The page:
Prostatic Hyperplasia

Prostatic hyperplasia, also known as benign prostatic hyperplasia (BPH), is a condition in which the prostate gland becomes enlarged. The prostate gland is a small gland located in the male reproductive system, and its main function is to produce semen.

BPH is a common condition that typically affects men over the age of 50. It occurs when the cells in the prostate gland begin to multiply, causing the gland to increase in size. The enlarged prostate can press against the urethra, the tube that carries urine out of the body, and cause symptoms such as:

  1. Difficulty starting urination
  2. Weak urine stream
  3. Dribbling at the end of urination
  4. Frequent need to urinate, especially at night
  5. Inability to completely empty the bladder
  6. Urinary tract infections

The exact cause of BPH is not known, but it is believed to be related to changes in hormone levels as men age. Risk factors for BPH include family history, obesity, and a sedentary lifestyle.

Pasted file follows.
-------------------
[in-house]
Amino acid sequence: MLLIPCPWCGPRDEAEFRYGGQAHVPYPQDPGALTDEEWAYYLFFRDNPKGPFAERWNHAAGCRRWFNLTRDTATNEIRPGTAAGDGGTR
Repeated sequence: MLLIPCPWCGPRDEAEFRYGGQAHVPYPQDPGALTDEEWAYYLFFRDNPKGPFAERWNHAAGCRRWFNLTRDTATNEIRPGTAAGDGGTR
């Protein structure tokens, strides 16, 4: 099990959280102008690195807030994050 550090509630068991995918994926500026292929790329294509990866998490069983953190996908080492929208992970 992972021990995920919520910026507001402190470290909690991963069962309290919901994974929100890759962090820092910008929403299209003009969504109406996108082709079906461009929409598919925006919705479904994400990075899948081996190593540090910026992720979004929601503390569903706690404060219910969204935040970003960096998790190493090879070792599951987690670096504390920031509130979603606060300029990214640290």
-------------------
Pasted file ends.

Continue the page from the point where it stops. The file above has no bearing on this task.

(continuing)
Diagnosis of BPH typically involves a physical exam, including a digital rectal exam, and a urinalysis. Imaging tests such as ultrasound may also be used to evaluate the size and shape of the prostate gland.

Treatment options for BPH depend on the severity of the symptoms and the degree of prostate enlargement. Mild cases may not require treatment, but in more severe cases, medication or surgery may be necessary. Medications such as alpha-blockers or 5-alpha-reductase inhibitors can help to relax the muscles in the prostate gland and reduce its size. In more severe cases, surgery may be necessary to remove part or all of the prostate gland. It is important to talk to a healthcare provider for an accurate diagnosis and appropriate treatment.

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